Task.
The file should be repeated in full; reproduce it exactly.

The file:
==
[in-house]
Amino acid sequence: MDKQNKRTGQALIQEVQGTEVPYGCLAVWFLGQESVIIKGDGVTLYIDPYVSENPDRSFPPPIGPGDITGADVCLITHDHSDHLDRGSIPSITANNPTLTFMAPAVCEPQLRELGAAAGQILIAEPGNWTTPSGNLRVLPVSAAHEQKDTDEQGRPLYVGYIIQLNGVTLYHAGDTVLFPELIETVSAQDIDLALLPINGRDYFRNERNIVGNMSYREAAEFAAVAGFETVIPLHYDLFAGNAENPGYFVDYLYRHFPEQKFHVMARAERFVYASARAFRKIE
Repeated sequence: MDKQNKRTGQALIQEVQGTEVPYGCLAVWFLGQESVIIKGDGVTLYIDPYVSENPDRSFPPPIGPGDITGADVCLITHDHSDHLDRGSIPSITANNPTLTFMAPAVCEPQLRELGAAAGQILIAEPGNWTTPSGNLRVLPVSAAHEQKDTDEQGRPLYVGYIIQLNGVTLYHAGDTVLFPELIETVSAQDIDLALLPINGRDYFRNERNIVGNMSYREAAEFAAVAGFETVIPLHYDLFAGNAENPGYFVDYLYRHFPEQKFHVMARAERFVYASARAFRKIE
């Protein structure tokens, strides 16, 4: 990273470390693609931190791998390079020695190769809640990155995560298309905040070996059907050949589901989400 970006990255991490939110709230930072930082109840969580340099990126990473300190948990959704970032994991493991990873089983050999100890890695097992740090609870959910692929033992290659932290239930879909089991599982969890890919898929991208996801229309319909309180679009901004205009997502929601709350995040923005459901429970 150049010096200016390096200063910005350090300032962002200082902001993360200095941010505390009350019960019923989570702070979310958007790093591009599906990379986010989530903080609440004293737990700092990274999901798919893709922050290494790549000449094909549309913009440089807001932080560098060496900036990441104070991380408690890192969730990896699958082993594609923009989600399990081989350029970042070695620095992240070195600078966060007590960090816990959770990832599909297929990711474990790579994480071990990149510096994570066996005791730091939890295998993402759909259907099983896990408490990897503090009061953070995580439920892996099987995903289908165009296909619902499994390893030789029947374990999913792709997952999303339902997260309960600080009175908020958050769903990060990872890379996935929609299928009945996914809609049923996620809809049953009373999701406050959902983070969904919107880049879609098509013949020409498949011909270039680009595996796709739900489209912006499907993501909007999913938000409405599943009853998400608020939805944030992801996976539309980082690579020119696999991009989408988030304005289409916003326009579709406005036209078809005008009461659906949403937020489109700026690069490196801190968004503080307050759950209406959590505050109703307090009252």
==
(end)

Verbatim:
[in-house]
Amino acid sequence: MDKQNKRTGQALIQEVQGTEVPYGCLAVWFLGQESVIIKGDGVTLYIDPYVSENPDRSFPPPIGPGDITGADVCLITHDHSDHLDRGSIPSITANNPTLTFMAPAVCEPQLRELGAAAGQILIAEPGNWTTPSGNLRVLPVSAAHEQKDTDEQGRPLYVGYIIQLNGVTLYHAGDTVLFPELIETVSAQDIDLALLPINGRDYFRNERNIVGNMSYREAAEFAAVAGFETVIPLHYDLFAGNAENPGYFVDYLYRHFPEQKFHVMARAERFVYASARAFRKIE
Repeated sequence: MDKQNKRTGQALIQEVQGTEVPYGCLAVWFLGQESVIIKGDGVTLYIDPYVSENPDRSFPPPIGPGDITGADVCLITHDHSDHLDRGSIPSITANNPTLTFMAPAVCEPQLRELGAAAGQILIAEPGNWTTPSGNLRVLPVSAAHEQKDTDEQGRPLYVGYIIQLNGVTLYHAGDTVLFPELIETVSAQDIDLALLPINGRDYFRNERNIVGNMSYREAAEFAAVAGFETVIPLHYDLFAGNAENPGYFVDYLYRHFPEQKFHVMARAERFVYASARAFRKIE
């Protein structure tokens, strides 16, 4: 990273470390693609931190791998390079020695190769809640990155995560298309905040070996059907050949589901989400 970006990255991490939110709230930072930082109840969580340099990126990473300190948990959704970032994991493991990873089983050999100890890695097992740090609870959910692929033992290659932290239930879909089991599982969890890919898929991208996801229309319909309180679009901004205009997502929601709350995040923005459901429970 150049010096200016390096200063910005350090300032962002200082902001993360200095941010505390009350019960019923989570702070979310958007790093591009599906990379986010989530903080609440004293737990700092990274999901798919893709922050290494790549000449094909549309913009440089807001932080560098060496900036990441104070991380408690890192969730990896699958082993594609923009989600399990081989350029970042070695620095992240070195600078966060007590960090816990959770990832599909297929990711474990790579994480071990990149510096994570066996005791730091939890295998993402759909259907099983896990408490990897503090009061953070995580439920892996099987995903289908165009296909619902499994390893030789029947374990999913792709997952999303339902997260309960600080009175908020958050769903990060990872890379996935929609299928009945996914809609049923996620809809049953009373999701406050959902983070969904919107880049879609098509013949020409498949011909270039680009595996796709739900489209912006499907993501909007999913938000409405599943009853998400608020939805944030992801996976539309980082690579020119696999991009989408988030304005289409916003326009579709406005036209078809005008009461659906949403937020489109700026690069490196801190968004503080307050759950209406959590505050109703307090009252």